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Survey Says: Teen Cannabis Use Lowest Since the ’90s

teen cannabis use

Prohibitionists often argue that legalization “sends the wrong message” to young people. But the latest Monitoring the Future survey conducted by the National Institutes of Health acknowledges the continued decline in teen cannabis use, despite legalization in four states since 2012.

The marijuana section of the survey’s press release reads as follows:

“Marijuana, the most widely used of the illicit drugs, dropped sharply in 2016 in use among 8th-graders to 9.4%, or about one in every 11 indicating any use in the past 12 months. Use also declined among 10th-graders as well, though not by a statistically significant amount, to 24% or about one in every four 10th-graders.

“The annual prevalence of marijuana use (referring to the percentage of using any marijuana in the prior 12 months) has been declining gradually among 8th-graders since 2010, and more sharply among 10th-graders since 2013. Among 12th-graders, however, the prevalence of marijuana use is higher (36%) and has held steady since 2011.These periods of declining use (or in the case of 12th-graders, stabilization) followed several years of increasing use by each of these age groups.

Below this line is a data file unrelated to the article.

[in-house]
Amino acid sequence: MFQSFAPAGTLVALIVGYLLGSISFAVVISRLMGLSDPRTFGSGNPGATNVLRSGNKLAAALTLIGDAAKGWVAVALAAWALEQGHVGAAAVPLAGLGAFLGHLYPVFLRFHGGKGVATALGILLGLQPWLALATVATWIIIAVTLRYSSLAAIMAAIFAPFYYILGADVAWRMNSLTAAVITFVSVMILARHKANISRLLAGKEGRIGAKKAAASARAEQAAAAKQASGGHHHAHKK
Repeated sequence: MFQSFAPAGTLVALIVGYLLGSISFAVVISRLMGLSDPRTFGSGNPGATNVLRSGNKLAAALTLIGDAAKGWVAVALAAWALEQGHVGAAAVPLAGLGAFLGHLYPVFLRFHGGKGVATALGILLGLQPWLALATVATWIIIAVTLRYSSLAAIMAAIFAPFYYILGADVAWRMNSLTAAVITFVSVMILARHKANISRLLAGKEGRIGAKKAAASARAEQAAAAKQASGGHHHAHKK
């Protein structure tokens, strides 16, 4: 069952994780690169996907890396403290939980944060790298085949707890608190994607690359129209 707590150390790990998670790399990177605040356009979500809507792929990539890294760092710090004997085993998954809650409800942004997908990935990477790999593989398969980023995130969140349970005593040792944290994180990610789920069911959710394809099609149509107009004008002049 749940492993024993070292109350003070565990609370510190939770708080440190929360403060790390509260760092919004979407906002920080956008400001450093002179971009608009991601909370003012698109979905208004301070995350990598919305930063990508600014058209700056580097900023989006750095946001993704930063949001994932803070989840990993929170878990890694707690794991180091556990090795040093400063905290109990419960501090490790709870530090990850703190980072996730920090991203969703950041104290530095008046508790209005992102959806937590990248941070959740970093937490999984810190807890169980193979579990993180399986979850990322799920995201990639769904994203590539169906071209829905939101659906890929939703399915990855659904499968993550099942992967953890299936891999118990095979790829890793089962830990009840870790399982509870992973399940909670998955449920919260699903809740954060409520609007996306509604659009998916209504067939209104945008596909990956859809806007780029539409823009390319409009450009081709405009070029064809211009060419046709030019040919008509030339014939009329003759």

“Daily or near-daily use of marijuana—defined as use on 20 or more occasions in the previous 30 days—also declined this year among younger teens (significantly so in 8th grade to 0.7% and 2.5% among 10th-graders). However, there was no change among 12th-graders in daily use, which remains quite high at 6% or roughly one in every 17 12th-graders—about where it has been since 2010.”

The numbers even confounded NIDA Director, Dr. Nora Volkow, who told US News: “I don’t have an explanation. This is somewhat surprising.” Volkow had predicted that accessibility and use would go up “based on the changes in legalization [and], culture in the U.S. as well as decreasing perceptions among teenagers that marijuana was harmful.” But the data say otherwise.

Researchers from the University of Michigan have been conducting the Monitoring the Future survey for the last 42 years. More than 45,000 students at 380 schools were interviewed for the latest survey, which concluded that drug, alcohol and tobacco use among teens are “the lowest since the 1990s.”

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